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It ain't deep, but it exceeds - 88%

Liquid_Braino, September 22nd, 2012

I'm always willing to expand my horizons concerning my metal listening habits as the sheer diversity of the genre offers a wide scope of music to enjoy or endure depending upon one's tastes. Viewing this album cover, there was no question in my mind that I was most likely going to dig Deep Exceed regardless of its quality. Either the band was going to be a solid power metal outfit that just happens to be donning some seriously funky threads, or instead a ridiculous giddy mess of cuteness that brings one to a state of euphoria through sugar-high levels of sheer camp. There's really no question in that the over-the-top nature of the group's appearance aided my decision in checking this out, yet in all honesty by the time I was near finishing my initial experience with Deep Exceed, I had practically forgotten the exterior persona of the musicians. They may look like magical sprites that can grant wishes and shoot heart-shaped lightning bolts at opponents, and bass player Sawa is as cute as two bunnies playing hopscotch, but strip away the garish trappings and the album treats us to some ballsy power metal with detours towards the thrash realm on one level and J-pop on another. Preferring to write lyrics in their native tongue, the band doesn't seem particularly interested in global domination, and I can only surmise that the album title was meant to translate into "heavy" and "fast" but the wrong synonyms were chosen. Whatever. Deep Exceed has certainly won me over with its combination of rawness and flair, and I enjoy its positive energy and vibrancy. I need that sort of high-spirited reinforcement now and then, especially being the father of two obnoxious toddlers.

Beginning with a melodious audio accompaniment to delicate 'yuri' girls with exploding clothes frolicking across flowery terrain, the J-pop sensibilities are immediately apparent though not unwelcome. It's brief and a humorous way to commence this album, considering that the next few songs are complete barn-burners, with "Luft" spearheading the charge. The primary tempo of Deep Exceed hovers in the fast power metal pummeling vein, yet the band exudes a style that also evokes a sleek variant of thrash metal that thrived in the late 80s since the focus of the music is as much riff-based as melody based. Without keyboards to doll up these dolls, they just let their instruments rip like a typhoon on the listener, conspicuously on tracks like "Bind" that burst forth like an alien from John Hurt's chest. As musicians, the group is more akin to catchy riffs, melodic hooks and some tasteful soloing rather than perpetual jaw-dropping virtuoso displays, but does so in a tight and efficient manner, particularly drummer Aruto, who was so desperately needed considering their Dear Slave EP was recorded utilizing a rather vapid sounding drum machine.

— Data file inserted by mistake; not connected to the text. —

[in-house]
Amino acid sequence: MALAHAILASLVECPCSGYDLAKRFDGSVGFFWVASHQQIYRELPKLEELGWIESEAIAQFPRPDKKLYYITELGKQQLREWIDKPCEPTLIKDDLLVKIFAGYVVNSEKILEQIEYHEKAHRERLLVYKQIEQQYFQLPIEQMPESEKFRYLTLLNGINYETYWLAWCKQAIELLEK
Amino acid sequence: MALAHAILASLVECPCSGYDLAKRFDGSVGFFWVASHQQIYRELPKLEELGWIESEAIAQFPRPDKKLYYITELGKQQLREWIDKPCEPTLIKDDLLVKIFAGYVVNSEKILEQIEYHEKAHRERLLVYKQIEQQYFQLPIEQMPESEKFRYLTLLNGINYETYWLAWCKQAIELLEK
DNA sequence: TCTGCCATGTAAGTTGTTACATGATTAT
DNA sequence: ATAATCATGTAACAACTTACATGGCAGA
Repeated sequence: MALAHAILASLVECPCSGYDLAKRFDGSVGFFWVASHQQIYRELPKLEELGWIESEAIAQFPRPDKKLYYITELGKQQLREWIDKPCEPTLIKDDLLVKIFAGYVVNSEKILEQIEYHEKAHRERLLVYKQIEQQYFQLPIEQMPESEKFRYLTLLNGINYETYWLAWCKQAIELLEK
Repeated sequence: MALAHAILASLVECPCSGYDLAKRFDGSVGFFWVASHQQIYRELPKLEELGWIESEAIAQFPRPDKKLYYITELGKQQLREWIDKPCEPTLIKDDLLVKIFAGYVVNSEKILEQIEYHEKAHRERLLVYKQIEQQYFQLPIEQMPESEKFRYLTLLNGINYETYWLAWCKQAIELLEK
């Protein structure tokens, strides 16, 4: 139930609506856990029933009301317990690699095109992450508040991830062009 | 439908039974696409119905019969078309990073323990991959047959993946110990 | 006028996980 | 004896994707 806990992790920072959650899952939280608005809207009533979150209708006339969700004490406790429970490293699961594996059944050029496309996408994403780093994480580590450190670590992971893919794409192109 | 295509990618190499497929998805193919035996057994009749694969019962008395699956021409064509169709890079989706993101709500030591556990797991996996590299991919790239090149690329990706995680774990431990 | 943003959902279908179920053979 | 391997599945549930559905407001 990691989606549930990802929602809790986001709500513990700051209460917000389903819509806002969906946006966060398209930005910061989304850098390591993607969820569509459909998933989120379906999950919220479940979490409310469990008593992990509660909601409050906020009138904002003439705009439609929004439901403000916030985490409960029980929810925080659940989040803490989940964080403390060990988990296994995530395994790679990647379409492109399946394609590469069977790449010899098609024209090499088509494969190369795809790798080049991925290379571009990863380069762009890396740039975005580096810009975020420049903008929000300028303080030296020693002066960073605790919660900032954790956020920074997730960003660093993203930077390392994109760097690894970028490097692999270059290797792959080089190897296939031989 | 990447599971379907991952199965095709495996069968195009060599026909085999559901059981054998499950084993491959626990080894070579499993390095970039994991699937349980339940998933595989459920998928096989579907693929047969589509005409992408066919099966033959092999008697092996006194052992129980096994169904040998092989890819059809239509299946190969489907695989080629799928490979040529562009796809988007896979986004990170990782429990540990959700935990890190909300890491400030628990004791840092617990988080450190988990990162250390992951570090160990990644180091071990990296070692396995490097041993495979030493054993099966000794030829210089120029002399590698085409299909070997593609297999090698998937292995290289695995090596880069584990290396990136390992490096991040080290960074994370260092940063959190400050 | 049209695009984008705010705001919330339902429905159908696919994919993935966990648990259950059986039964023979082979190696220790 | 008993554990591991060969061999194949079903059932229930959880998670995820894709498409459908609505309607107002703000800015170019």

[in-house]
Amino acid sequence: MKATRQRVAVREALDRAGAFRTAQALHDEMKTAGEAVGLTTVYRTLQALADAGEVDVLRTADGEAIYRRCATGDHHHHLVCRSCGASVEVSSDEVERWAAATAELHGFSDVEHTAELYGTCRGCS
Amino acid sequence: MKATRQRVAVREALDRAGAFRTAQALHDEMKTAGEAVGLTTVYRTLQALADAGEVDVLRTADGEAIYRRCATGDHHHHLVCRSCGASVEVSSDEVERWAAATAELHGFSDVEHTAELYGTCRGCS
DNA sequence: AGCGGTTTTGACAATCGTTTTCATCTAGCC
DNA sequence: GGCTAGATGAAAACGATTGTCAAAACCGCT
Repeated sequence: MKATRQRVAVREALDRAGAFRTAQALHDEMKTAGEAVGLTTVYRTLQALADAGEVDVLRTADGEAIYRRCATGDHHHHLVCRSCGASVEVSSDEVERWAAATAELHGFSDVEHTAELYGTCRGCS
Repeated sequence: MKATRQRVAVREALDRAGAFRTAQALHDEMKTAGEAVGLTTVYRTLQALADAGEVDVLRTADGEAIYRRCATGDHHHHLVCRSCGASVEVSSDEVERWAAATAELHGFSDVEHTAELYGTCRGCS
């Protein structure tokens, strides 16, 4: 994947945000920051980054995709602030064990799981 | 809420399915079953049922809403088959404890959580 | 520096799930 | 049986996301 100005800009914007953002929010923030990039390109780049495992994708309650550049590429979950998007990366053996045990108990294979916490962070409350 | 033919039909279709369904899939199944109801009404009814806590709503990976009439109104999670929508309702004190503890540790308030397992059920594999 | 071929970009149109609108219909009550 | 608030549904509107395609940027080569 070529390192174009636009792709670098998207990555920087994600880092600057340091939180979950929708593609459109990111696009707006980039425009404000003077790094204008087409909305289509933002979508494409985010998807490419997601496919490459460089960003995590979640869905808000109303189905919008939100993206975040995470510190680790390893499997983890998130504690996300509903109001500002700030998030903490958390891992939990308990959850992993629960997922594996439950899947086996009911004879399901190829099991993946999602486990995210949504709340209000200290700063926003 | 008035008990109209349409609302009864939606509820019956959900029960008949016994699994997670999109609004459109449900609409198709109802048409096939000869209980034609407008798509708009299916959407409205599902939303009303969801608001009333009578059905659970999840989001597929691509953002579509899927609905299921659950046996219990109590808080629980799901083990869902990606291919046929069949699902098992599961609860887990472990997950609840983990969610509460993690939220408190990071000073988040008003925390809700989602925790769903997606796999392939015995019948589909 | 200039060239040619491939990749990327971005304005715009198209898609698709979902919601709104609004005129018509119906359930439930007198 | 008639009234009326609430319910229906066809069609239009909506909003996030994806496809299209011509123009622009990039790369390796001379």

Rami's vocals avoid the shrillness ofttimes associated with Japanese female singers with a slightly lower range than the norm while retaining a toughness despite the clean delivery. Carrying a decent portion of the music's melodies with her voice, Rami's contributions are essential to the band's overall sound, and I can only hope that they can somehow persevere with a new singer due to her unfortunate departure caused by health issues.

Although the main course of action for this album is a propulsive full steam ahead speed-wise, there's plenty of divergences that flirt with other genres, especially and unsurprisingly, Jpop. In fact, the lone keyboard-based track "Across" exhibits such a standard karaoke-ready Jpop ballad melody that it felt like it plopped down into the center of this album from beyond the stars, and wouldn't feel out of place on a lightweight Noriko Sakai album (prior to her drug bust). Still, regardless of it being the quirky kid in the park, I personally find it endearing enough not to skip, although I'm also relieved that it's the sole track of its kind here. "Shion" is the first track to deviate from the rapid propulsion of the first main tracks, yet is no less potent with its majestic bravado, providing the perfect soundtrack for viewing guys in robot suits beating the shit out of each other. "Premixed Flame" juxtaposes the ballistic heavy metal riffs with a spaced-out "shoegazy" vocal delivery that ultimately succeeds just by being individual and peculiar, and "Deep" brings back the cheesy melody of "Across" but ditches the piano and gives it a hard rock makeover.